Republicans have finally figured out how to corner President Obama on the tax issue. Within six months, Americans will be hit with a $4.3 trillion tax hike supported by Mr. Obama. By moving to pass legislation next month to stop "Taxmaggedon," the GOP is putting itself on the side of ordinary Americans.
On Tuesday, House Ways and Means Committee Chairman Dave Camp, Michigan Republican, highlighted how the White House tax hike wouldn't just hit "millionaires and billionaires" but would strike directly at the working class. The Joint Committee on Taxation (JCT) calculated a family of four earning $50,000 would owe Uncle Sam another $2,200 next year if nothing is done. A single mother earning $36,000 would see her tax burden almost double. Married seniors on a fixed income of $40,000 would have to come up with another $1,700 to pay the Internal Revenue Service.
Mr. Camp's committee is drafting a one-year extension to keep all this from happening. The bill would maintain existing rates for all income levels and for capital gains, dividends and death taxes. It would keep the child tax credit, alternative-minimum tax patch and protection from the marriage penalty. The personal-exemption phaseout and itemized-deduction limitations wouldn't be reinstated. Republicans would instead end the payroll-tax cut that has proved to be a failure in stimulating job growth.
The timing of the House bill couldn't be better because Mr. Obama has been humiliated recently by Democrats jumping ship over the tax-hike issue. At least seven Senate Democrats will not vote to raise taxes on anyone unless there's a bigger deal to cut spending, according to a report in the Hill newspaper. In particular, those running for re-election this year, including Sen. Joe Manchin of West Virginia and Sen. Jon Tester of Montana, refuse to go along with the president's class-warfare call to raise taxes on those who make over $200,000, including the 50 percent of small businesses that file as individuals.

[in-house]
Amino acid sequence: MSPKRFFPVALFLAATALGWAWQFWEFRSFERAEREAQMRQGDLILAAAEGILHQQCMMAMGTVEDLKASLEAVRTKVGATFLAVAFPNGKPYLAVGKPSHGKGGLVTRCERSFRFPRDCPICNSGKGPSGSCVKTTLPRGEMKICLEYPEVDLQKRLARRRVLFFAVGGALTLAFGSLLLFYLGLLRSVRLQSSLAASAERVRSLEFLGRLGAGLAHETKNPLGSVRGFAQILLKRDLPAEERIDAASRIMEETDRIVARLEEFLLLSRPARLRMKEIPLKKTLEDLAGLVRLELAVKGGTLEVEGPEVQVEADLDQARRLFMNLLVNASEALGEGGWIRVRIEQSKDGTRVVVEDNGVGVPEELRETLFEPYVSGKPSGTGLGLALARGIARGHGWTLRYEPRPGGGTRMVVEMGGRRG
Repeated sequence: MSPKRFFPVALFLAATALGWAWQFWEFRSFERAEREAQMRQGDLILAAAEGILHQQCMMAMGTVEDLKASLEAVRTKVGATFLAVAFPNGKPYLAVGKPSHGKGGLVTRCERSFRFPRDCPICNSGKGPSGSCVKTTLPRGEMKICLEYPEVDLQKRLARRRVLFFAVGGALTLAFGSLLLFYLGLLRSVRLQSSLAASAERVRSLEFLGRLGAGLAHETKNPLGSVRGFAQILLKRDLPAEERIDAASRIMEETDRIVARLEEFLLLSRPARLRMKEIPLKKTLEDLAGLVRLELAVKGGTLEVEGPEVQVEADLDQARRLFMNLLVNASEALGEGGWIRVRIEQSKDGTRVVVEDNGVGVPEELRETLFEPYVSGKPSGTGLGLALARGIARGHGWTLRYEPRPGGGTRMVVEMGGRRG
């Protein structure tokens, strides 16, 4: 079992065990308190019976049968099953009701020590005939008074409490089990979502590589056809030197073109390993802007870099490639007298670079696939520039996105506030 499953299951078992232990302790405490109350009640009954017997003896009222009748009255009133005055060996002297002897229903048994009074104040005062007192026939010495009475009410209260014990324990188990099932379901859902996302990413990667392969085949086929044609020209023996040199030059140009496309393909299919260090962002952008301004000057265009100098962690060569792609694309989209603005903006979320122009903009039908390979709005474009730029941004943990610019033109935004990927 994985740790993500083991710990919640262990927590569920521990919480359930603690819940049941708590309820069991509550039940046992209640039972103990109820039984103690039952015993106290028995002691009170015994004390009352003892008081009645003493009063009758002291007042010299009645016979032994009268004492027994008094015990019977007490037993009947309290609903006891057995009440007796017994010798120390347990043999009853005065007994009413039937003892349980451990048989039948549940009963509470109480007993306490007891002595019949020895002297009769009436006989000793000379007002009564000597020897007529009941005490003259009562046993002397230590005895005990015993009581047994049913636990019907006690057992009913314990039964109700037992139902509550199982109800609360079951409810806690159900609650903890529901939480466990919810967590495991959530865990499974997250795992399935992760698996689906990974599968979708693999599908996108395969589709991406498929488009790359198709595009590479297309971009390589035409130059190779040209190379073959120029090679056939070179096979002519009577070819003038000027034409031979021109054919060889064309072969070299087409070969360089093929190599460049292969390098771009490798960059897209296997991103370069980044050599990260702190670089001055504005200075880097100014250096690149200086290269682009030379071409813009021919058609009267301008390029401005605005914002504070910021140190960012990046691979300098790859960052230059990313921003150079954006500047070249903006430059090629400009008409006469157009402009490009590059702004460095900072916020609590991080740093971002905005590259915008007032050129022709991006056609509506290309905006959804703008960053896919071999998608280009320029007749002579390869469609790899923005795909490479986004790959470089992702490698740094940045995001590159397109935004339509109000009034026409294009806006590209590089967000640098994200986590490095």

President Bill Clinton recently said he favored a temporary extension of the current tax rates. This put the former president in hot water with the White House, so Mr. Clinton quickly backpedaled. Congressional Republican leaders including House Speaker John A. Boehner and Senate Minority Leader Mitch McConnell used the wedge to call on the current president to work with them for a one-year tax-rate extension.
Taxmaggedon is much more than just a political-campaign war of words; it has serious impact on the U.S. economy. According to the JCT, continuing low-tax policies would prevent a $300 billion tax increase in 2013 alone. The uncertainty of what - if any - tax rates will go up and to what levels has paralyzed small businesses and investors, which has put the brakes on private-sector job creation.
The Senate might have enough votes to pass the House's extension of all rates. The question is whether Mr. Obama is willing to stake his re-election on further harming the economy by blocking it.
Emily Miller is a senior editor for the Opinion pages at The Washington Times.
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